The Utah Natural History Museum is the caretaker of 1.2 million objects from the fields of paleontology, archeology, ethnology, entomology, vertebrate zoology, mineralogy, botany and malacology. Not only does the museum work to preserve these precious artifacts, it also actively works to study their collection and educate residents, schoolchildren and visitors. The new museum was built to house a significant portion of the collection and to provide interactive exhibits about the natural history of the region. Back in 2005, Todd Schliemann of Ennead was selected to come up with the design for the museum, which was recently completed at the end of 2011. Todd Schliemann and Don Weinreich led the design team with the help of GSBS Architects, Big-D Construction and Design Workshop for landscape architecture.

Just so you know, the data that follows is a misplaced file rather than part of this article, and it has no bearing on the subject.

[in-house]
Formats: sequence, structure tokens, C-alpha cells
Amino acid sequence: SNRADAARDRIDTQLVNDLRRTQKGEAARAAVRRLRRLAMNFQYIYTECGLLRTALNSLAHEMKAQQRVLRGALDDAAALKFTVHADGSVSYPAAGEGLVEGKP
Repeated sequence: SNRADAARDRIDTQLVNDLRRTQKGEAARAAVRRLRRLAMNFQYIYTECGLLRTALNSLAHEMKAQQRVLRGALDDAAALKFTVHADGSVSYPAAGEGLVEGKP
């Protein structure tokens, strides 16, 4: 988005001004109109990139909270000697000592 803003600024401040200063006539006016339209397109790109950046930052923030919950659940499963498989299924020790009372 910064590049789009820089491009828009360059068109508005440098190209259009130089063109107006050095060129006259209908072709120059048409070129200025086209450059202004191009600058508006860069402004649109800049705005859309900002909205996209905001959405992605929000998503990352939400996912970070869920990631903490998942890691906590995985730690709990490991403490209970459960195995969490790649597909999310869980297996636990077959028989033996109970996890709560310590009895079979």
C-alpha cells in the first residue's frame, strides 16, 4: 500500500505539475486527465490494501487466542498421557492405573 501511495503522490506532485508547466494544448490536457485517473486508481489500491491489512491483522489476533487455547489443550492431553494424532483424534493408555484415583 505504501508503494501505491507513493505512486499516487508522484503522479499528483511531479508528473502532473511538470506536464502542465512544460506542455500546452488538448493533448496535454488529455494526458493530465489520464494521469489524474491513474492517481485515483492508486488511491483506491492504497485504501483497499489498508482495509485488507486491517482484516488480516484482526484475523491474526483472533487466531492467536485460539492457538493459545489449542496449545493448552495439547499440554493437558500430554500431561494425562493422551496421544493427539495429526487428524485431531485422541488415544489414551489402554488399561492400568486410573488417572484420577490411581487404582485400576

To come up with a design that represented the physical geography of Utah without being too literal, Todd Schliemann came for an extensive visit to tour the landscape. What he saw blew him away. He fell in love with the Grand Staircase, Escalante and Range Creek – an amazing archeological site kept hidden away and perfectly preserved by a careful rancher. His tour of the state greatly influenced the overall design, which is a cross between a huge cliff and a precious mineral. The faceted volume is covered in shimmering stripes of copper and is buried deep into the hillside as though it were a giant rock that has emerged from the earth. Board-formed concrete brings to mind stratified rock and native landscaping was designed to make it seem as though the building were part of the landscape and not something that just popped up.